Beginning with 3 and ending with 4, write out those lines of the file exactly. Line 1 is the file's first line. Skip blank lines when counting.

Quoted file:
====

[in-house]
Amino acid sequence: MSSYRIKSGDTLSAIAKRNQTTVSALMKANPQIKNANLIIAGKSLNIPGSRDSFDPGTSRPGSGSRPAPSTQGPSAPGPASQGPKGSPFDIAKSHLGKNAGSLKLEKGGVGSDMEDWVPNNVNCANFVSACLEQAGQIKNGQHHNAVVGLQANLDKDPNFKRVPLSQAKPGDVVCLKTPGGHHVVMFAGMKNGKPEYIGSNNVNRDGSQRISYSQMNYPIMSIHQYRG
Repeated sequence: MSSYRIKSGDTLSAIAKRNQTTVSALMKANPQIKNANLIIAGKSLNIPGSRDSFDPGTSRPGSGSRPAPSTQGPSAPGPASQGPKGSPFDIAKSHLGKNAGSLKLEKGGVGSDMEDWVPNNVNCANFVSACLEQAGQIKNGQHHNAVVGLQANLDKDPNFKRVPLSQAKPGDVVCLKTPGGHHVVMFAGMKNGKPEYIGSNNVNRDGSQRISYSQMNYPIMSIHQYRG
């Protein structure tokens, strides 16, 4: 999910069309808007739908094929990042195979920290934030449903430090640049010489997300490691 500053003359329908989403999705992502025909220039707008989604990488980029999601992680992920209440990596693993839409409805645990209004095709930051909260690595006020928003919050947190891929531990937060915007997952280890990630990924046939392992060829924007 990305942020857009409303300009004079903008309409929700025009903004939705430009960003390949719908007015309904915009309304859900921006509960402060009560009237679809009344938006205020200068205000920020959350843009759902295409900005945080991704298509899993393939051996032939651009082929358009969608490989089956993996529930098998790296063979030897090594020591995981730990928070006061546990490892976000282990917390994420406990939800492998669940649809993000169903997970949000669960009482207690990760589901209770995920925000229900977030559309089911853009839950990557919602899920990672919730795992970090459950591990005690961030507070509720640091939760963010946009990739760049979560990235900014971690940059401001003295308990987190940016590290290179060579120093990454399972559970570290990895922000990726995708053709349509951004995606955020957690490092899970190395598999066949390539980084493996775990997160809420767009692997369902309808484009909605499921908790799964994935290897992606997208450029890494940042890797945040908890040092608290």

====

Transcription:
Repeated sequence: MSSYRIKSGDTLSAIAKRNQTTVSALMKANPQIKNANLIIAGKSLNIPGSRDSFDPGTSRPGSGSRPAPSTQGPSAPGPASQGPKGSPFDIAKSHLGKNAGSLKLEKGGVGSDMEDWVPNNVNCANFVSACLEQAGQIKNGQHHNAVVGLQANLDKDPNFKRVPLSQAKPGDVVCLKTPGGHHVVMFAGMKNGKPEYIGSNNVNRDGSQRISYSQMNYPIMSIHQYRG
């Protein structure tokens, strides 16, 4: 999910069309808007739908094929990042195979920290934030449903430090640049010489997300490691 500053003359329908989403999705992502025909220039707008989604990488980029999601992680992920209440990596693993839409409805645990209004095709930051909260690595006020928003919050947190891929531990937060915007997952280890990630990924046939392992060829924007 990305942020857009409303300009004079903008309409929700025009903004939705430009960003390949719908007015309904915009309304859900921006509960402060009560009237679809009344938006205020200068205000920020959350843009759902295409900005945080991704298509899993393939051996032939651009082929358009969608490989089956993996529930098998790296063979030897090594020591995981730990928070006061546990490892976000282990917390994420406990939800492998669940649809993000169903997970949000669960009482207690990760589901209770995920925000229900977030559309089911853009839950990557919602899920990672919730795992970090459950591990005690961030507070509720640091939760963010946009990739760049979560990235900014971690940059401001003295308990987190940016590290290179060579120093990454399972559970570290990895922000990726995708053709349509951004995606955020957690490092899970190395598999066949390539980084493996775990997160809420767009692997369902309808484009909605499921908790799964994935290897992606997208450029890494940042890797945040908890040092608290």